Mr Harendra Shah, President, Federation of Maharashtra Tea Traders Association and Chairman, Federation of All India Tea Traders Association said that the quality of tea produced by many tea estates has improved in last few years, but the packaging standards have not been up to the mark, resulting into deterioration of quality along with spillage and pilferage. ITA should recommend good and effective packaging of tea to all its members, he said.

Source: Business Line

Assam tea output crosses 500 m kg

After three years, production of Assam tea has once again crossed the 500-million kg mark. The State has recorded a total production of 508.74 million kg for the year 2011. The figures for last three years were: 480.28 million kg in 2010, 499.99 million kg in 2009 and 487.49 million kg in 2008.

This is for the third time production of Assam tea has crossed the 500-million kg mark over the past 11 years. Total tea production in the country for 2011 is 988.32 million kg, which is the highest over the past 11 years.

North Eastern Tea Association (NETA) Chairman Bidyananda Barkakoty told The Hindu that the credit for the increase in Assam tea production goes to small growers. Production from small growers accounted for about 30 per cent of total production in the State, he said.

The jump in production of Assam tea was despite decrease of two million kg in the Brahmaputra Valley and a drop of three million kg in the Barak Valley in December, 2011, as compared to the corresponding month of 2010. “The decrease in tea production in December was due to less rainfall than required in October. If we had sufficient rainfall in October than we would have got a good pluck in November-December and the final production figure for 2011 would have touched about 513 million kg in Assam and India's total production too would have touched 1,000 million kg,” he said.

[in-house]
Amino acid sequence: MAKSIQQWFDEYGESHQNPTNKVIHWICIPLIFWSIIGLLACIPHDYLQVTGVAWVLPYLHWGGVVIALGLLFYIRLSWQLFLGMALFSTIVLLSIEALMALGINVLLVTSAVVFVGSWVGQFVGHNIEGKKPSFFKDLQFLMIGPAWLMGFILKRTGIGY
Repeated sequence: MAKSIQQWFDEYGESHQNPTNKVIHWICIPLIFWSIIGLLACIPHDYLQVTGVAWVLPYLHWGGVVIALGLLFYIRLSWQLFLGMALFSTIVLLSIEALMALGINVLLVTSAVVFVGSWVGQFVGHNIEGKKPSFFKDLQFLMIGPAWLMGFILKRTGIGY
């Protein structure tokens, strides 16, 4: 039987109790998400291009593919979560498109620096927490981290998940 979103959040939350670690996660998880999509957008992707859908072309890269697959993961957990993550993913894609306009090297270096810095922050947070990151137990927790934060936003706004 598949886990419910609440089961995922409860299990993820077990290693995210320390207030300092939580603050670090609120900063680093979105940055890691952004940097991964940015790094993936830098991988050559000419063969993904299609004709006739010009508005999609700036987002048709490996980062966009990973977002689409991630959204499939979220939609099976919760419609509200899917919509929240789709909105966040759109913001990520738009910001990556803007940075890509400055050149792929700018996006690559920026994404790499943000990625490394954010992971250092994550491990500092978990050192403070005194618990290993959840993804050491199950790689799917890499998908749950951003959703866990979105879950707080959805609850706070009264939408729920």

The NETA Chairman said that due to drop in November-December production, three weekly sales at the Guwahati Tea Auction Centre (GTAC) had to be dropped in March. “We hope that this year we will have a good demand as there is no tea in the pipeline and there is no chance for carry forward.”

Mr. Barkakoty said the Tea Board statistics showed that Darjeeling recorded 9.7 million kg in 2011 as compared to 8.86 million kg in 2010, Dooars 143.23 million kg (144.56 million kg) and Terai 73.33 million kg (76.35 million kg) while total production in West Bengal 226.36 million kg in 2011 as against 229.78 million kg in 2010.

In 2011, Tamil Nadu recorded a total production of 167.22 million kg, Kerala 68.34 million kg and Karnataka 5.30 million kg.

The Brahmaputra Valley is the single largest tea growing area in the world. Out of the total area under tea in the Brahmaputra Valley, 31 per cent are owned by small growers. According to a survey by the Assam Government, there are 68,465 small tea gardens in 14 districts of the Brahmaputra Valley. Tea is grown in almost all the 27 districts of the State. There are 825 large tea gardens in the State. There are about 1.58 lakh small tea gardens (size below 10.12 hectares) in India, cultivating tea on around 1.62 lakh hectares and producing nearly 260 million kg annually at 440 bought leaf factories. which account for about 26 per cent of the total tea produced in India (according to Tea Board statistics), Mr. Barkakoty said.